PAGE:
I got a card in the mail today.  It’s a get-well card from the folks at the Center for Teaching Quality.  It really brightened my day.   It also made me think about how important the “community” aspect of a professional learning community (PLC) really is.

I belong to perhaps more than my fair share of fantastic PLCs.

I collaborate with a great group of teachers at Skyline High School in Oakland. We all share kids who are in the Education Academy. This cohort of students is interested in a potential career in teaching. They all share the same English, social studies, and science teacher, and the director of the academy and I teach the career-specific elective classes.

Meeting several times each week during our collaboration period, this group of teachers talks about students,  brainstorming interventions students we’re worried about. We share the load of communicating with their families. Other times, we talk about instruction. So far this year, we’ve talked about the habits that we notice our more successful students use in class and how we might overtly teach those habits to our less-successful students.  Later in the semester, we embarked on an informal research project on facilitating student collaboration and group work for even better learning results.

Additionally, I’ve got a great group of teachers that I’ve formed a “book club” with to read a series of books about assessment this year.  On the last Thursday of the month, we get together for a couple of hours after school to talk about the books and our ideas.

I also have a professional learning community online.  Through Twitter, I’ve met great people from all over the country who share the same interests.  Hashtags work great for building these communities.  I’ve met people while on tweet-ups about #assessment, #teaching2030, and #ntchat (new teachers chat).  Some of these on-line relationship have continued over time and have led to “meeting” these friends at conferences.

I’ve been a member of the Teacher Leaders Network (TLN) for about two or three years now.  TLN is a branch of the Center for Teaching Quality (CTQ). The mission of both is to raise the voices of teachers in the conversations about education policy and reform.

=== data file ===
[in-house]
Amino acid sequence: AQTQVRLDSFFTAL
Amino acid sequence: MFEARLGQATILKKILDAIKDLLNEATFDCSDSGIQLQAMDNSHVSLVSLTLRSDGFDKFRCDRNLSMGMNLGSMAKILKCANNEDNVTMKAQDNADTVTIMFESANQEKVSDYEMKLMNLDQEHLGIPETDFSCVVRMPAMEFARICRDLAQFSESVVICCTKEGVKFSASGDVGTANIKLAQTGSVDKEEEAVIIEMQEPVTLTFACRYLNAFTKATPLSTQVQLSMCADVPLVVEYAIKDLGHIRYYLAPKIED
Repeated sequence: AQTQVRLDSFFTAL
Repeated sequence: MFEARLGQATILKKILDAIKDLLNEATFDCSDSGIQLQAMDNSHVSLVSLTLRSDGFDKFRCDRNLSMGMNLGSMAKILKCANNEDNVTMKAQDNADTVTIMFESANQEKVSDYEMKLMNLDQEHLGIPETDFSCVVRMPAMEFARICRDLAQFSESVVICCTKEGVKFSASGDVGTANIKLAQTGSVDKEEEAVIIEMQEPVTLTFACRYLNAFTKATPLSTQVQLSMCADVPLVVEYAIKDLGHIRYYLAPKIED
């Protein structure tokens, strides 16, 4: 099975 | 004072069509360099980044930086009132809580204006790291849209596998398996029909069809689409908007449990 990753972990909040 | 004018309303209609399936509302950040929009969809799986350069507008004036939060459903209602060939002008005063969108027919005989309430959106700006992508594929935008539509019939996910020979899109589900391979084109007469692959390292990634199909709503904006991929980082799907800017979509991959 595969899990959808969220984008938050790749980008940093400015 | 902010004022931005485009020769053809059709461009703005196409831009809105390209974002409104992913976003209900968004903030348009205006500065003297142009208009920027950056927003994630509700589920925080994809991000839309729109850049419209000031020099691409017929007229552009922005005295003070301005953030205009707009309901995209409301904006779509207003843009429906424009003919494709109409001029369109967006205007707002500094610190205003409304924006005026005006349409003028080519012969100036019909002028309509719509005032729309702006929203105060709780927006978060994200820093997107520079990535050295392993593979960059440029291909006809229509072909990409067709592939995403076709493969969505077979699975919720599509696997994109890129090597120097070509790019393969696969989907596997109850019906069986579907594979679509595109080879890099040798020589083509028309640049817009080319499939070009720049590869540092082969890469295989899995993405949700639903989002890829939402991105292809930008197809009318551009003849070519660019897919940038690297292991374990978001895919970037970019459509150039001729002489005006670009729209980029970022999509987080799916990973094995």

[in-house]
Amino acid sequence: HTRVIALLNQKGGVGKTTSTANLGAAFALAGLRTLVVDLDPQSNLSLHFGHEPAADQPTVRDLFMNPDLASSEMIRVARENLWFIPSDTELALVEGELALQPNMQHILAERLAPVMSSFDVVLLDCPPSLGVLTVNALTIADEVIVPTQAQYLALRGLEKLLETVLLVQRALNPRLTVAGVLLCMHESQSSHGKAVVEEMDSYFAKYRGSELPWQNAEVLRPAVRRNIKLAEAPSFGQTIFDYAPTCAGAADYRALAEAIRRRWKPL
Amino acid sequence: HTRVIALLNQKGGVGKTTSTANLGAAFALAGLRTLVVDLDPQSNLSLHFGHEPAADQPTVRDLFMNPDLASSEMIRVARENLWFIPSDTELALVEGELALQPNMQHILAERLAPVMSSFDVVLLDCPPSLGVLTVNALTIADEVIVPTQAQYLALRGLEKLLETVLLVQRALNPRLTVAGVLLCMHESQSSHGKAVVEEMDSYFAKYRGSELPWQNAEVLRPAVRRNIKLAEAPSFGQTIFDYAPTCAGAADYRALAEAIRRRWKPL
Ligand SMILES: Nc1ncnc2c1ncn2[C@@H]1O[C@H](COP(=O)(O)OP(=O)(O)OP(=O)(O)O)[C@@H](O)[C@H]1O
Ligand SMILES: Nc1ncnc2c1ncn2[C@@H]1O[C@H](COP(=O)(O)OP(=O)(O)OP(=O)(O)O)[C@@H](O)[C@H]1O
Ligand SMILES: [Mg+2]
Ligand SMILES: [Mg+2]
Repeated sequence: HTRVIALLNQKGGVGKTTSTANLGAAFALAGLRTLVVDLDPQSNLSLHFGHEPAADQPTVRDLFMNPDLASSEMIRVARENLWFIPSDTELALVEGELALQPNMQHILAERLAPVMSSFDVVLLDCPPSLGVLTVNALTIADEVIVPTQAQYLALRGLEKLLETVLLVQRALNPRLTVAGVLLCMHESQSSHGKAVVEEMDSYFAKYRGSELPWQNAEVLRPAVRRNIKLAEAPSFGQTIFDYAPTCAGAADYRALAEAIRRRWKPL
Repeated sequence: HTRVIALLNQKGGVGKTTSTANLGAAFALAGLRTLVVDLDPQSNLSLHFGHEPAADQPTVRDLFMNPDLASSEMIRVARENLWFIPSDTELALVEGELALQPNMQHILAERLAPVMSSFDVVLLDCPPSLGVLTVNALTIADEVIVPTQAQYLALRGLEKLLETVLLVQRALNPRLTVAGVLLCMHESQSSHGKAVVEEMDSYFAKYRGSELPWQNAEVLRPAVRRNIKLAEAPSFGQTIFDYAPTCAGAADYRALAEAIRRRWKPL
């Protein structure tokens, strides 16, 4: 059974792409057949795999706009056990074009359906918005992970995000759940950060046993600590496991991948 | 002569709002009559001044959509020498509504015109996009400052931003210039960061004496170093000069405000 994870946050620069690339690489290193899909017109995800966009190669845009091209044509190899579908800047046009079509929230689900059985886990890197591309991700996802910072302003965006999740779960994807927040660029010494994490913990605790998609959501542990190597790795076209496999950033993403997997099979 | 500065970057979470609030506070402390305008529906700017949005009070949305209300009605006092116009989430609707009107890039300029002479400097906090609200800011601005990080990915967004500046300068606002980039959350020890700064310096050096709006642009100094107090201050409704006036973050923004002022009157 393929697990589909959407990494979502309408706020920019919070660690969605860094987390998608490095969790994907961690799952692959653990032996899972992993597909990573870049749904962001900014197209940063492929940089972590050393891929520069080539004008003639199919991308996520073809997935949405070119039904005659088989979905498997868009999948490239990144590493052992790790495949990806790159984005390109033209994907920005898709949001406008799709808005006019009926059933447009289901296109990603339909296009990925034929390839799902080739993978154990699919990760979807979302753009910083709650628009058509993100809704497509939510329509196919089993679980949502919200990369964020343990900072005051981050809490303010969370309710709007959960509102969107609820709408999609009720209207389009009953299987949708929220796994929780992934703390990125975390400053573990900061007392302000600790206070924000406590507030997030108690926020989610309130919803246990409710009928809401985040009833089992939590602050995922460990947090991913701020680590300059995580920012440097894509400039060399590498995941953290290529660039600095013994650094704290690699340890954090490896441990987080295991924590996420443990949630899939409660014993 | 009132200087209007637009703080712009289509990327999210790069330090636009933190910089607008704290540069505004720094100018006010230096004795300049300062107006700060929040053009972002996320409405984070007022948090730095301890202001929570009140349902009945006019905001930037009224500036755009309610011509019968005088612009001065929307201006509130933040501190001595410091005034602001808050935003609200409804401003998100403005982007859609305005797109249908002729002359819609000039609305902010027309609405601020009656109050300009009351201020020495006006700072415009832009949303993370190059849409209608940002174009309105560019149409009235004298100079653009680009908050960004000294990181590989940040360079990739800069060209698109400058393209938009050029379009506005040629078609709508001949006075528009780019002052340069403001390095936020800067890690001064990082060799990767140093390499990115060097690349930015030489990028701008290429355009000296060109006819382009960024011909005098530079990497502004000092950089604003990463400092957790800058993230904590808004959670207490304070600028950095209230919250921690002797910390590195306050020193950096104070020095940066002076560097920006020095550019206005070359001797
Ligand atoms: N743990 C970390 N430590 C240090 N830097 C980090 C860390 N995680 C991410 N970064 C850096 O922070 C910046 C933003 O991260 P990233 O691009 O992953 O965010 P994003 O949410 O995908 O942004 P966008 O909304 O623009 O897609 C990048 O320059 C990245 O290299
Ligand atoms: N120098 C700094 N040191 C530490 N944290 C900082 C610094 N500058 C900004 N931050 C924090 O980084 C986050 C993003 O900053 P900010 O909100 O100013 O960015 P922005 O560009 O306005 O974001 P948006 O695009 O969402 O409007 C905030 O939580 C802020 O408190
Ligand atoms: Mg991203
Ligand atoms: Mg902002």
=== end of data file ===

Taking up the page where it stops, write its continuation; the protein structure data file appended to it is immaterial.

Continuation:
For me, this relationship started out as a time-limited work group of about a dozen San Francisco Bay Area teachers who are reading about, talking about, and then writing about teacher tenure, teaching careers, and opportunities for teacher leadership in schools, districts, and states.  Since our first paper, I’ve gone on to talk with teachers from all over the country, talk with US Secretary of Education Arnie Duncan about high-stakes testing, and co-write several papers with colleagues at TLN and CTQ.

I am always in awe of the professionalism of the teachers with whom I share these PLC’s. Together, we really do accomplish much more than I could ever do alone.

Learning in a PLC is fun and powerful. Together, we decide on what we want to read about, talk about, and learn about.  Because we do it together, I feel like I take more away from every project.

As important as the work that we all do together in these PLCs, I’m reminded today about how important the “community” aspect of professional learning community is.

I’ve shared the joy of an upcoming wedding with a teacher I would have never met if it had not been for one of my online PLCs.

I’ve shared the grief of the loss of a family member with a teacher from another online organization.

I’ve leaned on the support of teachers who I met through our PLC’s that I can now call friends – like my friends at CTQ who sent me the “get well” card I received today.


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